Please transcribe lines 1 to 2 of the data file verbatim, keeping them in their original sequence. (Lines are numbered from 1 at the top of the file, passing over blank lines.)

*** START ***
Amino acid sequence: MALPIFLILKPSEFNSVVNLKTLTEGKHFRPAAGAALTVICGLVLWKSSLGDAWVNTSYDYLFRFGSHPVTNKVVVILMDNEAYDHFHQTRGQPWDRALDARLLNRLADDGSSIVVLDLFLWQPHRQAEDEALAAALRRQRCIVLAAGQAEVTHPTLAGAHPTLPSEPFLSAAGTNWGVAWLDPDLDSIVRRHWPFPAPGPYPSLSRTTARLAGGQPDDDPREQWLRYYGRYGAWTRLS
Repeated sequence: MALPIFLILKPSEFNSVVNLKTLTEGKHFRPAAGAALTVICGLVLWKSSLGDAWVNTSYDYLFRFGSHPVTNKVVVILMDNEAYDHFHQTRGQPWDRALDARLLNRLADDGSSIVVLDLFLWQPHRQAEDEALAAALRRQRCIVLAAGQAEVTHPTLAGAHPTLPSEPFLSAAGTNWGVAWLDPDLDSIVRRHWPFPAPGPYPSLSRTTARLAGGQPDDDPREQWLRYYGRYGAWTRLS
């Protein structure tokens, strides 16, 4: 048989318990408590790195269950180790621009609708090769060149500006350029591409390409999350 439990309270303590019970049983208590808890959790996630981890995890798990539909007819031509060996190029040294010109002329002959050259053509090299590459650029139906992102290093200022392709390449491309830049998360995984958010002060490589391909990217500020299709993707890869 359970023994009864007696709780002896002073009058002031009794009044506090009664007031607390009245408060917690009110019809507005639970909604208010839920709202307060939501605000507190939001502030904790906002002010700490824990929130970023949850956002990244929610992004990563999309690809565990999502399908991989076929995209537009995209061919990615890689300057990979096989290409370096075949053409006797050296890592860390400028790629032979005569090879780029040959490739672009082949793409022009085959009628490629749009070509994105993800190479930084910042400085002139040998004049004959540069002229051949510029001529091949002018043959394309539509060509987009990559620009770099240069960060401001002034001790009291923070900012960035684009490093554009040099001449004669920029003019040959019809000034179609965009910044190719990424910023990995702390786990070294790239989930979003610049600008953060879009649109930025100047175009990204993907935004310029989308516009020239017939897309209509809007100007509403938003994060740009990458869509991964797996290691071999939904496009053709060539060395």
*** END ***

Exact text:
Amino acid sequence: MALPIFLILKPSEFNSVVNLKTLTEGKHFRPAAGAALTVICGLVLWKSSLGDAWVNTSYDYLFRFGSHPVTNKVVVILMDNEAYDHFHQTRGQPWDRALDARLLNRLADDGSSIVVLDLFLWQPHRQAEDEALAAALRRQRCIVLAAGQAEVTHPTLAGAHPTLPSEPFLSAAGTNWGVAWLDPDLDSIVRRHWPFPAPGPYPSLSRTTARLAGGQPDDDPREQWLRYYGRYGAWTRLS
Repeated sequence: MALPIFLILKPSEFNSVVNLKTLTEGKHFRPAAGAALTVICGLVLWKSSLGDAWVNTSYDYLFRFGSHPVTNKVVVILMDNEAYDHFHQTRGQPWDRALDARLLNRLADDGSSIVVLDLFLWQPHRQAEDEALAAALRRQRCIVLAAGQAEVTHPTLAGAHPTLPSEPFLSAAGTNWGVAWLDPDLDSIVRRHWPFPAPGPYPSLSRTTARLAGGQPDDDPREQWLRYYGRYGAWTRLS